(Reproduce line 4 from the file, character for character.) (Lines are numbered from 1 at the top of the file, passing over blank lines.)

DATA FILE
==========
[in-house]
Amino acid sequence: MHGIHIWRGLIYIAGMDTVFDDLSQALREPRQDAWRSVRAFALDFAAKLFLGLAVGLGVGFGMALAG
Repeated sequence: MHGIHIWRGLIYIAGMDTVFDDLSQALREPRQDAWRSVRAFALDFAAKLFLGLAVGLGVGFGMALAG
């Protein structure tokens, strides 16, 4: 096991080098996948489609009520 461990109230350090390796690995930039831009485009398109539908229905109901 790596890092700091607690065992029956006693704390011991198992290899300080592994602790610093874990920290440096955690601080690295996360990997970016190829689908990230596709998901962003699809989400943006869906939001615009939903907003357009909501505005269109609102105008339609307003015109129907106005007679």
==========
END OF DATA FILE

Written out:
């Protein structure tokens, strides 16, 4: 096991080098996948489609009520 461990109230350090390796690995930039831009485009398109539908229905109901 790596890092700091607690065992029956006693704390011991198992290899300080592994602790610093874990920290440096955690601080690295996360990997970016190829689908990230596709998901962003699809989400943006869906939001615009939903907003357009909501505005269109609102105008339609307003015109129907106005007679």